Tomorrow's rights march seen as crucial as 1963's

August 27, 1993|By Dallas Morning News

WASHINGTON -- Thousands of people from across ethnic, gender and social lines are expected to converge on the capital tomorrow to mark the 30th anniversary of the country's most famous civil rights march.

Organizers and participants say that, in some ways, this march is even more critical to the future of disenfranchised Americans than its predecessor.

"Thirty years ago, we were concerned with social justice and political justice," says Benjamin F. Chavis Jr., executive director of the NAACP. "Today the theme is economic justice. It has become clear over the last 30 years that we must not only have political empowerment, but economic empowerment."

This time, the march to the Lincoln Memorial will embrace an array of causes, including gay rights, health care, environmental racism and violence against women.

In 1963, 250,000 people joined the March on Washington, where the Rev. Martin Luther King Jr. issued his "I Have A Dream" speech. That protest led to the passage of landmark civil rights legislation, including the Voting Rights Act of 1965, the Civil Rights Act of 1964 and the Fair Housing Act.

Organizers of the 1993 March on Washington for Jobs, Justice and Peace initially predicted that as many as 500,000 people would participate, and they set a fund-raising goal of $1 million.

The projections have been scaled back after reports that Washington hotel rooms are not completely booked and some tour buses to the march have been canceled for lack of participation.

March leaders say they remain optimistic that the event will make a difference not only to the those who participate, but also to the nation.

Mr. Chavis and others are hoping that renewal will begin tomorrow. Following the example of the 1963 march, organizers say they want to use this protest to spur Congress to pass 22 bills dealing with various issues, from gay rights to jobs to health care to violence against women.

While the 1963 march focused on the rights of African-Americans, this anniversary protest was organized by the New Coalition of Conscience, a collection of more than two dozen ethnic, gender, civil and social rights organizations.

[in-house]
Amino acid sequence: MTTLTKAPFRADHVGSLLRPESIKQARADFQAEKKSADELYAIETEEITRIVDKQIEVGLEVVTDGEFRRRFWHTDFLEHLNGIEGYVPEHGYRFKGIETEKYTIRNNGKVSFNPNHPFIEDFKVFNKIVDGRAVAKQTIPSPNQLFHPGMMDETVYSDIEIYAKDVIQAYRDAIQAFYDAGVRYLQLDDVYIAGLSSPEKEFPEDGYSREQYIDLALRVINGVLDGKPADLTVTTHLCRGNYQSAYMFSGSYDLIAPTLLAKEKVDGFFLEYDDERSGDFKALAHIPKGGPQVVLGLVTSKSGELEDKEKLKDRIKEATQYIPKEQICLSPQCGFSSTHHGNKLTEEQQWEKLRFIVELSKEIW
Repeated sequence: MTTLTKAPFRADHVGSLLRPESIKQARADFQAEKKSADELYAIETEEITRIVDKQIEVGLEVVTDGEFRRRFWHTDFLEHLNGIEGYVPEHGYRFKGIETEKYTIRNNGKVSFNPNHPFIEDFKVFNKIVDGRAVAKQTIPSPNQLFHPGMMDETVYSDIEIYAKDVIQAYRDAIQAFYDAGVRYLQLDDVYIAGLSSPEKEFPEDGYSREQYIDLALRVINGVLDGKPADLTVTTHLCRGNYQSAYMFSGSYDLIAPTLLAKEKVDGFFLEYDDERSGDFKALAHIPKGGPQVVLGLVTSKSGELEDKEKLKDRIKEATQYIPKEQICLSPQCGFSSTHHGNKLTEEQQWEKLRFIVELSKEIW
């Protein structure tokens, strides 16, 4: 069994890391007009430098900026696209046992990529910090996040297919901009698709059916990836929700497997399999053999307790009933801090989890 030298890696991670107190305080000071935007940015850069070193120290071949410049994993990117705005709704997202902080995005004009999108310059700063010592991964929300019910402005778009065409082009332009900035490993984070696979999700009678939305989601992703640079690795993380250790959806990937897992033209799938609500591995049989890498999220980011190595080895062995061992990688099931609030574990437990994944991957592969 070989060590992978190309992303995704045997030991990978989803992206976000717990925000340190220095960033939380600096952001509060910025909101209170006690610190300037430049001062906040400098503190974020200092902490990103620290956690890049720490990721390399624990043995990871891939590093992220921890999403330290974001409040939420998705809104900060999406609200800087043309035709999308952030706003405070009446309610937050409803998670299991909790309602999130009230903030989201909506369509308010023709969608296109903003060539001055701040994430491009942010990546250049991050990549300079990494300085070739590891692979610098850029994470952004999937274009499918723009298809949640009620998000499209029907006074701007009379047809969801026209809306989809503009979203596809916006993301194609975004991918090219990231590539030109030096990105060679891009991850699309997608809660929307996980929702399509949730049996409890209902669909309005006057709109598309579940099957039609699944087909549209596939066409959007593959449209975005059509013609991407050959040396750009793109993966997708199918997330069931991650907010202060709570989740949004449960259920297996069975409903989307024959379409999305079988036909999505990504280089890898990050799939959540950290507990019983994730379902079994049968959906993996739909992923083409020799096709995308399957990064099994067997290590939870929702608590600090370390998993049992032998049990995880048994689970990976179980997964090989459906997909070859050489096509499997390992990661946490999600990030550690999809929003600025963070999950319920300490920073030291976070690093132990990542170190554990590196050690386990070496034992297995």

Freedom is indivisible," says Dorothy Height, president of the National Council of Negro Women and a leader in the 1963 protest. "The issues around women are just as important as the issues surrounding ethnic minorities."

Rep. John Lewis, D-Ga., a speaker at the 1963 rally and a prominent civil rights leader, says tomorrow's march would show the unity among diverse groups.

"In the final analysis, this march is saying we're all in the same boat," he says. "When you talk about discrimination, sometimes you only have to insert one group for another. The whole thing about gays in the military, we [blacks] heard the same thing in the '30s."

Organizers say the protest is important because many of the gains won after 1963 have been eroded by recent Republican administrations and Supreme Court rulings.

In the end, march leaders say, the success of tomorrow's march will be judged by what happens in the months that follow. And that depends on how diligently participants pressure their federal and state lawmakers to act, they say.

In addition, the leaders say, the emergence of energetic, smart, aggressive young leaders is essential as older leaders begin to leave the scene.

March leaders deny reports that they have not done enough to include youth in the event. To symbolize the passing of the torch of leadership, organizers have included among tomorrow's speakers 13 people who were born after 1963.

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